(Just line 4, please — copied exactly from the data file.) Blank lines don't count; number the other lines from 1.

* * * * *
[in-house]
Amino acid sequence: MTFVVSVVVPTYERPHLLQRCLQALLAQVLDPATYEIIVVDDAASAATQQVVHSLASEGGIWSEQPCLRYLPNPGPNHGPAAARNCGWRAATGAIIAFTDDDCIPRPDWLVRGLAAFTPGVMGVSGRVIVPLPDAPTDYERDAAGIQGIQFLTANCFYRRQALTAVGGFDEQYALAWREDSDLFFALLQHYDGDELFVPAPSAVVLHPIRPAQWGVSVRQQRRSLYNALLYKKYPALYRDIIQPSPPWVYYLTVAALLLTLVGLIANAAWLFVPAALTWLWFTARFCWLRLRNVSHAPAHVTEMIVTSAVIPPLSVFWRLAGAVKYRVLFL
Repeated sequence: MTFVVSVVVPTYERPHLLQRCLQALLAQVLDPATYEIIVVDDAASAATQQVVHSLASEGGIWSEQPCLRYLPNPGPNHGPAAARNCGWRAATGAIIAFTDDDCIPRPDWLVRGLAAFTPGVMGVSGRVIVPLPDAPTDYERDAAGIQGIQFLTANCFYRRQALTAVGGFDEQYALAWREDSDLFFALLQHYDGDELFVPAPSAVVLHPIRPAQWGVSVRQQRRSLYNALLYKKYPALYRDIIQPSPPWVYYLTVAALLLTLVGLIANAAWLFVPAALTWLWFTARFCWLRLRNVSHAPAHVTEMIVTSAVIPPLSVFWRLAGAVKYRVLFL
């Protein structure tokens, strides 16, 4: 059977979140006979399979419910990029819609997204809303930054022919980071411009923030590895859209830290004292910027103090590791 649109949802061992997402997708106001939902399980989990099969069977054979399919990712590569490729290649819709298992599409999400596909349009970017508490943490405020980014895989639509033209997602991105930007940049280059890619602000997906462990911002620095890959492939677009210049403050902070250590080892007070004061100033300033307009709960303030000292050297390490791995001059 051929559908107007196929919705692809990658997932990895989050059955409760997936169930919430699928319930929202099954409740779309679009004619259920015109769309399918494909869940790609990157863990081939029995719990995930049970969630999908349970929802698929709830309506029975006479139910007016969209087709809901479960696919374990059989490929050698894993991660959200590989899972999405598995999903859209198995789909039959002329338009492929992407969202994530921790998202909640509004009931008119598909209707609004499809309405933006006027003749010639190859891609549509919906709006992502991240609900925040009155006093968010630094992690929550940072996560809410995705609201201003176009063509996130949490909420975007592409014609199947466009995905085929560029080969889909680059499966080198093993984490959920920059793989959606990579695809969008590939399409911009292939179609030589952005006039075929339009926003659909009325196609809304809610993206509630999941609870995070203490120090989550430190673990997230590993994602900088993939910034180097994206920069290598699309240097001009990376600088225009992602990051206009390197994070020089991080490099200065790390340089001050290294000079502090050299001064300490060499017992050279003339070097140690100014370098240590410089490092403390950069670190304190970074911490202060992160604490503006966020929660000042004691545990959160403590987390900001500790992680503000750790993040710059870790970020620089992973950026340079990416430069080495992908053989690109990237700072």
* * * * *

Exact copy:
């Protein structure tokens, strides 16, 4: 059977979140006979399979419910990029819609997204809303930054022919980071411009923030590895859209830290004292910027103090590791 649109949802061992997402997708106001939902399980989990099969069977054979399919990712590569490729290649819709298992599409999400596909349009970017508490943490405020980014895989639509033209997602991105930007940049280059890619602000997906462990911002620095890959492939677009210049403050902070250590080892007070004061100033300033307009709960303030000292050297390490791995001059 051929559908107007196929919705692809990658997932990895989050059955409760997936169930919430699928319930929202099954409740779309679009004619259920015109769309399918494909869940790609990157863990081939029995719990995930049970969630999908349970929802698929709830309506029975006479139910007016969209087709809901479960696919374990059989490929050698894993991660959200590989899972999405598995999903859209198995789909039959002329338009492929992407969202994530921790998202909640509004009931008119598909209707609004499809309405933006006027003749010639190859891609549509919906709006992502991240609900925040009155006093968010630094992690929550940072996560809410995705609201201003176009063509996130949490909420975007592409014609199947466009995905085929560029080969889909680059499966080198093993984490959920920059793989959606990579695809969008590939399409911009292939179609030589952005006039075929339009926003659909009325196609809304809610993206509630999941609870995070203490120090989550430190673990997230590993994602900088993939910034180097994206920069290598699309240097001009990376600088225009992602990051206009390197994070020089991080490099200065790390340089001050290294000079502090050299001064300490060499017992050279003339070097140690100014370098240590410089490092403390950069670190304190970074911490202060992160604490503006966020929660000042004691545990959160403590987390900001500790992680503000750790993040710059870790970020620089992973950026340079990416430069080495992908053989690109990237700072």